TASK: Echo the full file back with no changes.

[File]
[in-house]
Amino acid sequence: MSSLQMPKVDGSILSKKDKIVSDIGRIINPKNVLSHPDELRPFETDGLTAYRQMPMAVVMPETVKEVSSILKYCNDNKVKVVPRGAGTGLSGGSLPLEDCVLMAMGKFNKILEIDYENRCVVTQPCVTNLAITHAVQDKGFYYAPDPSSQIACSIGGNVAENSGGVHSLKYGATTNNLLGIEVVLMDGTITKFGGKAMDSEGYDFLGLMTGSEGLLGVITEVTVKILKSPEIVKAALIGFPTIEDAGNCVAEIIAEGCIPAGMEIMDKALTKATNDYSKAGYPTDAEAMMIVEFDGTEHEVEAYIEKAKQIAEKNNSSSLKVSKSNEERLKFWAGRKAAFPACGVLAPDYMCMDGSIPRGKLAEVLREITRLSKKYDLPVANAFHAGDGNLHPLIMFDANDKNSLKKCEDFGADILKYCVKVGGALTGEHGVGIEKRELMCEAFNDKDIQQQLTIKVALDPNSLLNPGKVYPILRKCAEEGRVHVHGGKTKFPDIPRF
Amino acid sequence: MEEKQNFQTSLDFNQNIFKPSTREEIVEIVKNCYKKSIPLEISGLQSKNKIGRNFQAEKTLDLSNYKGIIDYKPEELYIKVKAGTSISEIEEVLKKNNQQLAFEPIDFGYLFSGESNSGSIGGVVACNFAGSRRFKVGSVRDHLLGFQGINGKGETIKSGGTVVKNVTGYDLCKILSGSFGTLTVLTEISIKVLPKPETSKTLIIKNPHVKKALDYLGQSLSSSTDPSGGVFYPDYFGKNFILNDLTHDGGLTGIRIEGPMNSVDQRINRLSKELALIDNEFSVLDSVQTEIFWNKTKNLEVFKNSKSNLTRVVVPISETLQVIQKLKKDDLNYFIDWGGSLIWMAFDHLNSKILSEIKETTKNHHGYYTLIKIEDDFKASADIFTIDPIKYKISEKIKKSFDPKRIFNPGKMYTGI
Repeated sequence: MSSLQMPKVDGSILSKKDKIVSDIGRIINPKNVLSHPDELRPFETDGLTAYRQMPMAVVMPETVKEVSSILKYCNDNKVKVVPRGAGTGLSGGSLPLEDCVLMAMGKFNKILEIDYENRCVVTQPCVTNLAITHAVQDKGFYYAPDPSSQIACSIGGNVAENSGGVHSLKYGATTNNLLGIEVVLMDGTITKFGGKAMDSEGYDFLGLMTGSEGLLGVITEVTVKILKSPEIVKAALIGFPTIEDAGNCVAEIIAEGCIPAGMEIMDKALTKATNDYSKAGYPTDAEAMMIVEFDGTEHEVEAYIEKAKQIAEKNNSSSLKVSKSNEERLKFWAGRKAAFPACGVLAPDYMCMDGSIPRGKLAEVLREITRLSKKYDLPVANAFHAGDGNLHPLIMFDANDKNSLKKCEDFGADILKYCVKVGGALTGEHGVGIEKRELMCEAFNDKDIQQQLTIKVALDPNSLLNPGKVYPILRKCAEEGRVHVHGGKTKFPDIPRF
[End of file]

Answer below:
[in-house]
Amino acid sequence: MSSLQMPKVDGSILSKKDKIVSDIGRIINPKNVLSHPDELRPFETDGLTAYRQMPMAVVMPETVKEVSSILKYCNDNKVKVVPRGAGTGLSGGSLPLEDCVLMAMGKFNKILEIDYENRCVVTQPCVTNLAITHAVQDKGFYYAPDPSSQIACSIGGNVAENSGGVHSLKYGATTNNLLGIEVVLMDGTITKFGGKAMDSEGYDFLGLMTGSEGLLGVITEVTVKILKSPEIVKAALIGFPTIEDAGNCVAEIIAEGCIPAGMEIMDKALTKATNDYSKAGYPTDAEAMMIVEFDGTEHEVEAYIEKAKQIAEKNNSSSLKVSKSNEERLKFWAGRKAAFPACGVLAPDYMCMDGSIPRGKLAEVLREITRLSKKYDLPVANAFHAGDGNLHPLIMFDANDKNSLKKCEDFGADILKYCVKVGGALTGEHGVGIEKRELMCEAFNDKDIQQQLTIKVALDPNSLLNPGKVYPILRKCAEEGRVHVHGGKTKFPDIPRF
Amino acid sequence: MEEKQNFQTSLDFNQNIFKPSTREEIVEIVKNCYKKSIPLEISGLQSKNKIGRNFQAEKTLDLSNYKGIIDYKPEELYIKVKAGTSISEIEEVLKKNNQQLAFEPIDFGYLFSGESNSGSIGGVVACNFAGSRRFKVGSVRDHLLGFQGINGKGETIKSGGTVVKNVTGYDLCKILSGSFGTLTVLTEISIKVLPKPETSKTLIIKNPHVKKALDYLGQSLSSSTDPSGGVFYPDYFGKNFILNDLTHDGGLTGIRIEGPMNSVDQRINRLSKELALIDNEFSVLDSVQTEIFWNKTKNLEVFKNSKSNLTRVVVPISETLQVIQKLKKDDLNYFIDWGGSLIWMAFDHLNSKILSEIKETTKNHHGYYTLIKIEDDFKASADIFTIDPIKYKISEKIKKSFDPKRIFNPGKMYTGI
Repeated sequence: MSSLQMPKVDGSILSKKDKIVSDIGRIINPKNVLSHPDELRPFETDGLTAYRQMPMAVVMPETVKEVSSILKYCNDNKVKVVPRGAGTGLSGGSLPLEDCVLMAMGKFNKILEIDYENRCVVTQPCVTNLAITHAVQDKGFYYAPDPSSQIACSIGGNVAENSGGVHSLKYGATTNNLLGIEVVLMDGTITKFGGKAMDSEGYDFLGLMTGSEGLLGVITEVTVKILKSPEIVKAALIGFPTIEDAGNCVAEIIAEGCIPAGMEIMDKALTKATNDYSKAGYPTDAEAMMIVEFDGTEHEVEAYIEKAKQIAEKNNSSSLKVSKSNEERLKFWAGRKAAFPACGVLAPDYMCMDGSIPRGKLAEVLREITRLSKKYDLPVANAFHAGDGNLHPLIMFDANDKNSLKKCEDFGADILKYCVKVGGALTGEHGVGIEKRELMCEAFNDKDIQQQLTIKVALDPNSLLNPGKVYPILRKCAEEGRVHVHGGKTKFPDIPRF